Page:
The Dade City Commission has adopted the city’s tentative budget for next year, and it represents an 8.2% decrease from this year’s budget.
Commissioners had the first reading of the ordinance and first hearing on the proposed $17,710,000 budget in a virtual meeting on Sept. 10. Commissioners gave first-round approval and will have a second reading and final public hearing before the new budget takes effect on Oct. 1.
The 2020-2021 budget represents a decrease of $1,576,935 from this year’s budget.
The proposed budget is based on an approved 7.14 millage rate, accessed on the taxable value of property within the city.
Here’s a breakdown:
- Capital outlay and debt service represents about 44% of the budget, anticipated to total $7,825,733. Major capital projects include construction of the Dade Oaks retention pond; Howard Avenue stormwater improvements; installation of the Tank Hill well, storage tower and booster station; Morningside Drive design, acquisition and construction project; construction of the visitors information center; and other various utility, sidewalk and road improvements projects.
- Personnel costs represent about a third of the budget, totaling $5,807,341 — and an increase of $144,221 from the current budget. That’s a result of funding four new positions, increased health care and workers compensation premiums, 3% cost of living adjustments, years of service increases, reorganization within the police department, increased wages and benefits through the negotiation of the police union contract, and associated retirement.
- Operating costs make up about 23% of the budget, at $4,076,925. Changes include funding for a website revision, conversion from a part-time IT consultant to a full-time IT manager (staff position), projected increases in solid waste collections, and additions to a utility renewal and replacement fund.
The city organized six budget workshops throughout July, August and September to hammer out the fine details, with the help of new interim finance director Andrew Laflin.
Newly elected Commissioner Knute Nathe said he was “very proud” the town was able to pass the budget without having to raise taxes on residents — maintaining a millage rate that’s been in place the past several years.
Washington Heights residents raise community concerns
Several Washington Heights residents weighed in during the public comment period of the virtual meeting — expressing their disappointment with city leadership, asserting their local neighborhood and subdivision has been neglected in funding and resources.
The Washington Heights community is generally bordered by Gaddis Avenue and Whitehouse Avenue, and includes 10th, 11th and 12th streets, among other areas.
More than a handful of residents spoke up, complaining of flooded streets and stormwater deficiencies; poor road and sidewalk conditions; and, a general lack of code enforcement presence to address trash, debris and parking issues of a slew of nearby rental properties.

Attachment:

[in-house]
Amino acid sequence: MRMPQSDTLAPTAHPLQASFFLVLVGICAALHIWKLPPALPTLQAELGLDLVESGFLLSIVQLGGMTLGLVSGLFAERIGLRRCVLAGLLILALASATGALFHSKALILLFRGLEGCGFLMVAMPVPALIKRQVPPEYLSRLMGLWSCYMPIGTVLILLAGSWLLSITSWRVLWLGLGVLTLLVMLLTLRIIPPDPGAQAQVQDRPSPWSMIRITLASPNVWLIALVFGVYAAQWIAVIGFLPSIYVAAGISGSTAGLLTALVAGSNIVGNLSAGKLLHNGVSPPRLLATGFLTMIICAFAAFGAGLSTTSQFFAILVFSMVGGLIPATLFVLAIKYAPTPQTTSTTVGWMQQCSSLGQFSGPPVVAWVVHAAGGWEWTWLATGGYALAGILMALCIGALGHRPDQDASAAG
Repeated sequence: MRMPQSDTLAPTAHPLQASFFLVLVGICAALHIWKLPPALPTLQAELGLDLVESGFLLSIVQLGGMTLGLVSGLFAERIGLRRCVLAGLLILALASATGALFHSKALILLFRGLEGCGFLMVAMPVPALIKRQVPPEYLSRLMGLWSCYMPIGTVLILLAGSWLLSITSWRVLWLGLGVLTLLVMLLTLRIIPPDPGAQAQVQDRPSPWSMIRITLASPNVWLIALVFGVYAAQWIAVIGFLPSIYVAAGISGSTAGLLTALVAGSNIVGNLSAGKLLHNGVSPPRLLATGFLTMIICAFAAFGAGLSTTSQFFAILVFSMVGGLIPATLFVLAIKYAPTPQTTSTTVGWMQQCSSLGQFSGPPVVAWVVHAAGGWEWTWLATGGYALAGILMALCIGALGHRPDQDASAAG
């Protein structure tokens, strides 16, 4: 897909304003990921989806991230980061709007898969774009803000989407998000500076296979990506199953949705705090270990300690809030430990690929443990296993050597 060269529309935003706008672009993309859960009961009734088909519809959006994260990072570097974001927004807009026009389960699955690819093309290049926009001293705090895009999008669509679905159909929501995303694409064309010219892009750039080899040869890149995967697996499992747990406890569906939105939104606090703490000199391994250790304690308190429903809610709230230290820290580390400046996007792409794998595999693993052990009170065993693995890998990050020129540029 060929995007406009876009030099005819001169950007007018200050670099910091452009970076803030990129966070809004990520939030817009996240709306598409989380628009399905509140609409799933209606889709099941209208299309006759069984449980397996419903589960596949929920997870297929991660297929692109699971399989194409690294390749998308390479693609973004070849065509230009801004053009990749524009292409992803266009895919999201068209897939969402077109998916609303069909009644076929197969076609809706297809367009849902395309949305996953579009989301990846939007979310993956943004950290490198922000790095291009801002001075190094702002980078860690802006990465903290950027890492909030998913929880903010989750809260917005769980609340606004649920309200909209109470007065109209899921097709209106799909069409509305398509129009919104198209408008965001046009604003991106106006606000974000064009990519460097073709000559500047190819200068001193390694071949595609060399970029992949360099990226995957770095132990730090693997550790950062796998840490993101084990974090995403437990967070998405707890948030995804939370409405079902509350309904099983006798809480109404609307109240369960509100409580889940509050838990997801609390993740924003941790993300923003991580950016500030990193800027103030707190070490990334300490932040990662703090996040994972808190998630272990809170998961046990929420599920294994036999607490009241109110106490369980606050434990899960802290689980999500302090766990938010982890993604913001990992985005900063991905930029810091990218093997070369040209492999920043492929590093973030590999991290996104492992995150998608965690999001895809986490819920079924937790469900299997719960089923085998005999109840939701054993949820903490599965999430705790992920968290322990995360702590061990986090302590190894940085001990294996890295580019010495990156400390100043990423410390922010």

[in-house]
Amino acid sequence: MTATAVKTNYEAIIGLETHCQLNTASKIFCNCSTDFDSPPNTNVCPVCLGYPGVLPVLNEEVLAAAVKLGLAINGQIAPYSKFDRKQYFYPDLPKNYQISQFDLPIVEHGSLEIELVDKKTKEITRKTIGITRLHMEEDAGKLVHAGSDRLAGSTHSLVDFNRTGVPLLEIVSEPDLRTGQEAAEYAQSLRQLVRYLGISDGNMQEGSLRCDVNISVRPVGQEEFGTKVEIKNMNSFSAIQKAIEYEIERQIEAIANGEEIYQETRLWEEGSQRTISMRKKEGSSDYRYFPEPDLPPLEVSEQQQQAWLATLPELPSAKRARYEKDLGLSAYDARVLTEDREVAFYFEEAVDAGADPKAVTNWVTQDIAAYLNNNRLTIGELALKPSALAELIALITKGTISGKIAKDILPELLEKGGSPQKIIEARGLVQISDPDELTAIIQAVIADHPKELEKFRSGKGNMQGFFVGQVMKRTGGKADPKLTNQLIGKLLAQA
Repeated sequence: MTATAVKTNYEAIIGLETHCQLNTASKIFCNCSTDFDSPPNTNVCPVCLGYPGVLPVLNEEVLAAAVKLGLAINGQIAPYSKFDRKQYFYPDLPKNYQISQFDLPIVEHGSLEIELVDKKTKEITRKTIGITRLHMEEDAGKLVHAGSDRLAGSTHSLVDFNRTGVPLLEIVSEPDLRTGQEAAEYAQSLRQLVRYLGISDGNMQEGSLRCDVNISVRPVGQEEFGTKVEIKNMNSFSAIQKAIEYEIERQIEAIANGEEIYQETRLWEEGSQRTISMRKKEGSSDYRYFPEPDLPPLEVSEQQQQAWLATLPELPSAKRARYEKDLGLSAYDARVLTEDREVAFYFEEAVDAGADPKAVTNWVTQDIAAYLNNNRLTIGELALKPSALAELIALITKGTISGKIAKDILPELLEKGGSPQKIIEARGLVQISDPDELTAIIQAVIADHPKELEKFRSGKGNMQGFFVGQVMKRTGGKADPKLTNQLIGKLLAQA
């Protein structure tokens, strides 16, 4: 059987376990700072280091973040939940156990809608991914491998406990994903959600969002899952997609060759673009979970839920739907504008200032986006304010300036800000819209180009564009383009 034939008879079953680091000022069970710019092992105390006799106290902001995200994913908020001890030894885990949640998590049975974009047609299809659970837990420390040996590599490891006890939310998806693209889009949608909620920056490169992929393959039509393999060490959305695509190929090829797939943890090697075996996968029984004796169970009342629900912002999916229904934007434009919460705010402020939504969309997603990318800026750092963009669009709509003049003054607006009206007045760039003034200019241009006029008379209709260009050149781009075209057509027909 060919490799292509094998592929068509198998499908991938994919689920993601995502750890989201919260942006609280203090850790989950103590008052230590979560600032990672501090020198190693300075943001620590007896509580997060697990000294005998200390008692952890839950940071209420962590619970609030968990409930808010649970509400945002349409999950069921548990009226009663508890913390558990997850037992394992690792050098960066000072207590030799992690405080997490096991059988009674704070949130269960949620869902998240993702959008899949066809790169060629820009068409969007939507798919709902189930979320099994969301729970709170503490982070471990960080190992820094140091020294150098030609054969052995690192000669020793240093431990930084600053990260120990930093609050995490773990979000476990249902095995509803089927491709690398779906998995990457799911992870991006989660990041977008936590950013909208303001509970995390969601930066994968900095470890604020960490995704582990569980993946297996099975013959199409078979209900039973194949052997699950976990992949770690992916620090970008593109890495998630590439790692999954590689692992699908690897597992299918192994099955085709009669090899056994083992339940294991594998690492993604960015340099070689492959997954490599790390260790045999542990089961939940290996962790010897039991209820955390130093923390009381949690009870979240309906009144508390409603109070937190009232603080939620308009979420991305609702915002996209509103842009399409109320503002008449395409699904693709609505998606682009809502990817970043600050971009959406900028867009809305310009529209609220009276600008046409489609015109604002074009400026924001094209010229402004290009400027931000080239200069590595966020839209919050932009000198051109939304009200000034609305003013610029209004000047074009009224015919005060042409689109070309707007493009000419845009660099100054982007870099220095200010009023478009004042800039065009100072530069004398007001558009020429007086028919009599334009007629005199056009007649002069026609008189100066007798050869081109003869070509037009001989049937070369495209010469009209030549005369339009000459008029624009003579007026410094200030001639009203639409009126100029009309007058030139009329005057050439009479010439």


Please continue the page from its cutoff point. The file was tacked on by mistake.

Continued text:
Harriett Craig, who’s lived on 10th Street since 1979, called out commissioners for appropriating “millions and millions of dollars” toward park improvements and other projects in other parts of the city, but overlooking various infrastructure issues of her local neighborhood.
“The city commissioners are here to serve the entire city, not certain parts of it,” Craig said. “I, as a resident of the City of Dade City, feel like our voices are mute when it comes down to expressing what our needs are in the city,”
She continued her point: “If Howard Avenue can be upgraded so homes won’t be flooded, why can’t 10th Street get the same treatment? I don’t understand it.”
Anita Blake, who lives in Oakview Circle adjacent to Washington Heights, also levied harsh words to commissioners: “We can’t even get the road paved, we can’t get the ditches paved. At some point, it’s like, why are we even paying taxes?”
Eunice Penix, a former longtime commissioner who lives on Wilson Street, also shared her dismay with the community seemingly being brushed aside: “I’m kind of upset. It seems to me we have selective code enforcement. …We shouldn’t have to call the city every time something needs to be done when we have workers all over the city riding and looking; they should look to see what’s wrong with the grounds.”
In response to all that, Dade City Manager Leslie Porter told residents she’ll collaborate with department heads to inspect the area and formulate an action plan in coming weeks.
“We care about all the communities in the city,” said Porter, “and it’s good for us to know when there is a problem, if there’s somewhere where we may be falling short, so I do thank you all for being here and letting us know what your concerns are.”
Dade City Mayor Camille Hernandez assured Washington Heights will be met with a detailed response and action from city staff, saying she is “very, very disturbed” by residents feeling neglected.
“This is embarrassing, and it should not be the case,” Hernandez said. “It’s our town, everyone pays the same taxes and should be treated the same, so we expect a plan.”
In other city business and happenings:
• Dade City Clerk Angelia Guy has been selected to serve on the Florida League of Cities’ legislative policy committee
• A neighborhood community cleanup is scheduled for Sept. 19 at 8 a.m., at Naomi Jones Park, 38122 Martin Luther King Blvd. Volunteers can register at KeepPascoBeautiful.org/coastal-cleanup
• The Mickens Field concession stand/restrooms building is progressing, as the 672-square-foot structure is vertical and bearing a roof. The $89,750 project, at 14318 Canal St., is on track to be complete by the end of October.
Published September 16, 2020
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